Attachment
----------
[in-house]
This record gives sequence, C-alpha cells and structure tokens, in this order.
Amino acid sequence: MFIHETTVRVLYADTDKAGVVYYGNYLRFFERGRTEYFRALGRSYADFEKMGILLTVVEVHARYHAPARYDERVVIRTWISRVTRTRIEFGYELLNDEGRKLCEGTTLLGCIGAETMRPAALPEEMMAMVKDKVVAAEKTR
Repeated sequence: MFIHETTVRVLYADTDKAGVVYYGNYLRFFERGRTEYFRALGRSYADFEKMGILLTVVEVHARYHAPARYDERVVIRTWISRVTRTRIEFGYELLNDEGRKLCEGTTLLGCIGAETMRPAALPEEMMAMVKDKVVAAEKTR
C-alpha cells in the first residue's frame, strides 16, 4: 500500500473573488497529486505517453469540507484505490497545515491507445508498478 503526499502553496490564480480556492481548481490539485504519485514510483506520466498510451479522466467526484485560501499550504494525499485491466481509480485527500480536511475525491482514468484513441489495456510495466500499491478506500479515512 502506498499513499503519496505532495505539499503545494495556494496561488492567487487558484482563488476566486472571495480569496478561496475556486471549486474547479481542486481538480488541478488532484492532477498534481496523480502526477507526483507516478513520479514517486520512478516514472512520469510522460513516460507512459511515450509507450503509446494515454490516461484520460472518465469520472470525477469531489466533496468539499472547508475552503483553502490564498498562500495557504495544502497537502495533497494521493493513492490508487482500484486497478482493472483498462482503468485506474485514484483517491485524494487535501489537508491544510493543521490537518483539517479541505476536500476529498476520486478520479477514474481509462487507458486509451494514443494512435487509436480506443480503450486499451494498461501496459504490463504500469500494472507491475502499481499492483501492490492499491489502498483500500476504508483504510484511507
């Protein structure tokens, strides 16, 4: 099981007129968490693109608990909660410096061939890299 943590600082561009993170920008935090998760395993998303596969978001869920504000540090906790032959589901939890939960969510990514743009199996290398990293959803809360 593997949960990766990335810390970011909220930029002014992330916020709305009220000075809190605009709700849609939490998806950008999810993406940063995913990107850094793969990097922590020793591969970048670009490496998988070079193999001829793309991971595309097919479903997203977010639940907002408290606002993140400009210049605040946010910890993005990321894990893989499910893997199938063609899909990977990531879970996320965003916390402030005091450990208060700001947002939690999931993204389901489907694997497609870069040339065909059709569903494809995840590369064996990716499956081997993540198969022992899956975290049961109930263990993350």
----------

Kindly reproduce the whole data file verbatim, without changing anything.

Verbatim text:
[in-house]
This record gives sequence, C-alpha cells and structure tokens, in this order.
Amino acid sequence: MFIHETTVRVLYADTDKAGVVYYGNYLRFFERGRTEYFRALGRSYADFEKMGILLTVVEVHARYHAPARYDERVVIRTWISRVTRTRIEFGYELLNDEGRKLCEGTTLLGCIGAETMRPAALPEEMMAMVKDKVVAAEKTR
Repeated sequence: MFIHETTVRVLYADTDKAGVVYYGNYLRFFERGRTEYFRALGRSYADFEKMGILLTVVEVHARYHAPARYDERVVIRTWISRVTRTRIEFGYELLNDEGRKLCEGTTLLGCIGAETMRPAALPEEMMAMVKDKVVAAEKTR
C-alpha cells in the first residue's frame, strides 16, 4: 500500500473573488497529486505517453469540507484505490497545515491507445508498478 503526499502553496490564480480556492481548481490539485504519485514510483506520466498510451479522466467526484485560501499550504494525499485491466481509480485527500480536511475525491482514468484513441489495456510495466500499491478506500479515512 502506498499513499503519496505532495505539499503545494495556494496561488492567487487558484482563488476566486472571495480569496478561496475556486471549486474547479481542486481538480488541478488532484492532477498534481496523480502526477507526483507516478513520479514517486520512478516514472512520469510522460513516460507512459511515450509507450503509446494515454490516461484520460472518465469520472470525477469531489466533496468539499472547508475552503483553502490564498498562500495557504495544502497537502495533497494521493493513492490508487482500484486497478482493472483498462482503468485506474485514484483517491485524494487535501489537508491544510493543521490537518483539517479541505476536500476529498476520486478520479477514474481509462487507458486509451494514443494512435487509436480506443480503450486499451494498461501496459504490463504500469500494472507491475502499481499492483501492490492499491489502498483500500476504508483504510484511507
């Protein structure tokens, strides 16, 4: 099981007129968490693109608990909660410096061939890299 943590600082561009993170920008935090998760395993998303596969978001869920504000540090906790032959589901939890939960969510990514743009199996290398990293959803809360 593997949960990766990335810390970011909220930029002014992330916020709305009220000075809190605009709700849609939490998806950008999810993406940063995913990107850094793969990097922590020793591969970048670009490496998988070079193999001829793309991971595309097919479903997203977010639940907002408290606002993140400009210049605040946010910890993005990321894990893989499910893997199938063609899909990977990531879970996320965003916390402030005091450990208060700001947002939690999931993204389901489907694997497609870069040339065909059709569903494809995840590369064996990716499956081997993540198969022992899956975290049961109930263990993350």